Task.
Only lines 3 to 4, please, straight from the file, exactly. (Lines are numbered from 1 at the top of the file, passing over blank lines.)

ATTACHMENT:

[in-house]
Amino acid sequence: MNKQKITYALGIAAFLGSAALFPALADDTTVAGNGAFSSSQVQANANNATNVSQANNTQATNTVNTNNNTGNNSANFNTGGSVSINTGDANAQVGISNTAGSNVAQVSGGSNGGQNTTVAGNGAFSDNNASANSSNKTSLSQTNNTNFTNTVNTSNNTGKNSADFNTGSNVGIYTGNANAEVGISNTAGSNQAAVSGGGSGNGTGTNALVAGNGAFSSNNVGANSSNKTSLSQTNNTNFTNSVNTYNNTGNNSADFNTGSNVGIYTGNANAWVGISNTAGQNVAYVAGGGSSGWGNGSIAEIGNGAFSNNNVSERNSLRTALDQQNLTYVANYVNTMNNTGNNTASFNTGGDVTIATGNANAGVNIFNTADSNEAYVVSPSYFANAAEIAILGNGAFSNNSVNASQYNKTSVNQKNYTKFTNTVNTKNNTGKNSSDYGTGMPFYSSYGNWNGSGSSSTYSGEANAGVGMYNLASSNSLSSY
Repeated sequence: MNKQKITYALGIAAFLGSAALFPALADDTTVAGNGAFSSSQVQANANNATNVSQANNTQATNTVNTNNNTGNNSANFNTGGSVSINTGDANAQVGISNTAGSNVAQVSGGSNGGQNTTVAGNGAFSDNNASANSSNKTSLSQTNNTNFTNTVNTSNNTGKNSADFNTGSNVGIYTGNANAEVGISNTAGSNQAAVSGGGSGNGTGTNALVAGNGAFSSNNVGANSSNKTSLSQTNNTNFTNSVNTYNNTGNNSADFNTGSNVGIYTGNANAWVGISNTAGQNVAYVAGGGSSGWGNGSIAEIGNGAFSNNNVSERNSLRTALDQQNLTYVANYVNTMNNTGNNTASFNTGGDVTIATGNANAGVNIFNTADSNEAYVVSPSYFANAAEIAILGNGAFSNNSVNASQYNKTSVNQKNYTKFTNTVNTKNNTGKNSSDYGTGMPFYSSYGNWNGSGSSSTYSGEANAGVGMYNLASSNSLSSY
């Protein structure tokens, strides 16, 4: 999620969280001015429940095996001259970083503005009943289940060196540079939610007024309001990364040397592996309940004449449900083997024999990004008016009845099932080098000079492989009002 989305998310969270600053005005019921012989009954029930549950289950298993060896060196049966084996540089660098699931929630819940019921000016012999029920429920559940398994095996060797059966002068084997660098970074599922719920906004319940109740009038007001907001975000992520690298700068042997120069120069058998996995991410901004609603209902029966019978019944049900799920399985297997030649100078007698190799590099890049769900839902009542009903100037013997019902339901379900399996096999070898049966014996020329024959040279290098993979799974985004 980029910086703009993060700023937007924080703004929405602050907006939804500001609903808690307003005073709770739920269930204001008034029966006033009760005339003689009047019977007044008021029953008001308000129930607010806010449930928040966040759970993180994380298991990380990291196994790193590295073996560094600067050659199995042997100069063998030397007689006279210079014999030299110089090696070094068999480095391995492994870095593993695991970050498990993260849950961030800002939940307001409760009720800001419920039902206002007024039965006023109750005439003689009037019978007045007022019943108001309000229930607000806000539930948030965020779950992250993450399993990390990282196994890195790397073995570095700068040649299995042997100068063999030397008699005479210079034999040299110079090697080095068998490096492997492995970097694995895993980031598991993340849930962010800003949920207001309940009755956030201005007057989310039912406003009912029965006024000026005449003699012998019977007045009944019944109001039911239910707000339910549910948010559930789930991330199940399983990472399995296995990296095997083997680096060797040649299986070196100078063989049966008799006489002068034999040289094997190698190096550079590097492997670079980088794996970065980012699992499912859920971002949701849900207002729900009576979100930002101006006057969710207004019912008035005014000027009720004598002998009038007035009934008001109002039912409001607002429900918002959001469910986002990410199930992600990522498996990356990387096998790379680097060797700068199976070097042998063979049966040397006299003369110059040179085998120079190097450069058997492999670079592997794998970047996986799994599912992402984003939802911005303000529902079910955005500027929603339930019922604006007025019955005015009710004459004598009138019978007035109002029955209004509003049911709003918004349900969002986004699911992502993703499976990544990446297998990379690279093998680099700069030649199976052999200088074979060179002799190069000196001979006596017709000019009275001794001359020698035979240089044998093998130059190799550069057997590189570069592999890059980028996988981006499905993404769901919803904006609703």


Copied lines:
Repeated sequence: MNKQKITYALGIAAFLGSAALFPALADDTTVAGNGAFSSSQVQANANNATNVSQANNTQATNTVNTNNNTGNNSANFNTGGSVSINTGDANAQVGISNTAGSNVAQVSGGSNGGQNTTVAGNGAFSDNNASANSSNKTSLSQTNNTNFTNTVNTSNNTGKNSADFNTGSNVGIYTGNANAEVGISNTAGSNQAAVSGGGSGNGTGTNALVAGNGAFSSNNVGANSSNKTSLSQTNNTNFTNSVNTYNNTGNNSADFNTGSNVGIYTGNANAWVGISNTAGQNVAYVAGGGSSGWGNGSIAEIGNGAFSNNNVSERNSLRTALDQQNLTYVANYVNTMNNTGNNTASFNTGGDVTIATGNANAGVNIFNTADSNEAYVVSPSYFANAAEIAILGNGAFSNNSVNASQYNKTSVNQKNYTKFTNTVNTKNNTGKNSSDYGTGMPFYSSYGNWNGSGSSSTYSGEANAGVGMYNLASSNSLSSY
């Protein structure tokens, strides 16, 4: 999620969280001015429940095996001259970083503005009943289940060196540079939610007024309001990364040397592996309940004449449900083997024999990004008016009845099932080098000079492989009002 989305998310969270600053005005019921012989009954029930549950289950298993060896060196049966084996540089660098699931929630819940019921000016012999029920429920559940398994095996060797059966002068084997660098970074599922719920906004319940109740009038007001907001975000992520690298700068042997120069120069058998996995991410901004609603209902029966019978019944049900799920399985297997030649100078007698190799590099890049769900839902009542009903100037013997019902339901379900399996096999070898049966014996020329024959040279290098993979799974985004 980029910086703009993060700023937007924080703004929405602050907006939804500001609903808690307003005073709770739920269930204001008034029966006033009760005339003689009047019977007044008021029953008001308000129930607010806010449930928040966040759970993180994380298991990380990291196994790193590295073996560094600067050659199995042997100069063998030397007689006279210079014999030299110089090696070094068999480095391995492994870095593993695991970050498990993260849950961030800002939940307001409760009720800001419920039902206002007024039965006023109750005439003689009037019978007045007022019943108001309000229930607000806000539930948030965020779950992250993450399993990390990282196994890195790397073995570095700068040649299995042997100068063999030397008699005479210079034999040299110079090697080095068998490096492997492995970097694995895993980031598991993340849930962010800003949920207001309940009755956030201005007057989310039912406003009912029965006024000026005449003699012998019977007045009944019944109001039911239910707000339910549910948010559930789930991330199940399983990472399995296995990296095997083997680096060797040649299986070196100078063989049966008799006489002068034999040289094997190698190096550079590097492997670079980088794996970065980012699992499912859920971002949701849900207002729900009576979100930002101006006057969710207004019912008035005014000027009720004598002998009038007035009934008001109002039912409001607002429900918002959001469910986002990410199930992600990522498996990356990387096998790379680097060797700068199976070097042998063979049966040397006299003369110059040179085998120079190097450069058997492999670079592997794998970047996986799994599912992402984003939802911005303000529902079910955005500027929603339930019922604006007025019955005015009710004459004598009138019978007035109002029955209004509003049911709003918004349900969002986004699911992502993703499976990544990446297998990379690279093998680099700069030649199976052999200088074979060179002799190069000196001979006596017709000019009275001794001359020698035979240089044998093998130059190799550069057997590189570069592999890059980028996988981006499905993404769901919803904006609703």